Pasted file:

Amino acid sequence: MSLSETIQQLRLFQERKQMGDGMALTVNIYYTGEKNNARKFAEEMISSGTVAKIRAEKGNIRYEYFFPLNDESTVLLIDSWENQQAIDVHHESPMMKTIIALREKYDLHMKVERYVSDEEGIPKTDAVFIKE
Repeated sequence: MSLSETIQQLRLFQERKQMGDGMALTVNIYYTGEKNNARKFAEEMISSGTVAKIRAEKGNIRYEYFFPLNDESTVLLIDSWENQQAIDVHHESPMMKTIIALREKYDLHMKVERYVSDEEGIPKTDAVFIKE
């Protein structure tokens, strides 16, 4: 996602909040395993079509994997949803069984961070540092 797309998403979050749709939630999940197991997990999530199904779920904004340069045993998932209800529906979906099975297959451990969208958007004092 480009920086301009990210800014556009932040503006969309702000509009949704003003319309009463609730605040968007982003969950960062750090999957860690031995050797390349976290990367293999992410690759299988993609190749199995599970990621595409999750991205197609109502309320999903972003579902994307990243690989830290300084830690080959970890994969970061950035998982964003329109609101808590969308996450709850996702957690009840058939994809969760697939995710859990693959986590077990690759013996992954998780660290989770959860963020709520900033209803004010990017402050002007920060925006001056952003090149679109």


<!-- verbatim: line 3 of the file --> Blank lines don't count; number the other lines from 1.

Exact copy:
């Protein structure tokens, strides 16, 4: 996602909040395993079509994997949803069984961070540092 797309998403979050749709939630999940197991997990999530199904779920904004340069045993998932209800529906979906099975297959451990969208958007004092 480009920086301009990210800014556009932040503006969309702000509009949704003003319309009463609730605040968007982003969950960062750090999957860690031995050797390349976290990367293999992410690759299988993609190749199995599970990621595409999750991205197609109502309320999903972003579902994307990243690989830290300084830690080959970890994969970061950035998982964003329109609101808590969308996450709850996702957690009840058939994809969760697939995710859990693959986590077990690759013996992954998780660290989770959860963020709520900033209803004010990017402050002007920060925006001056952003090149679109």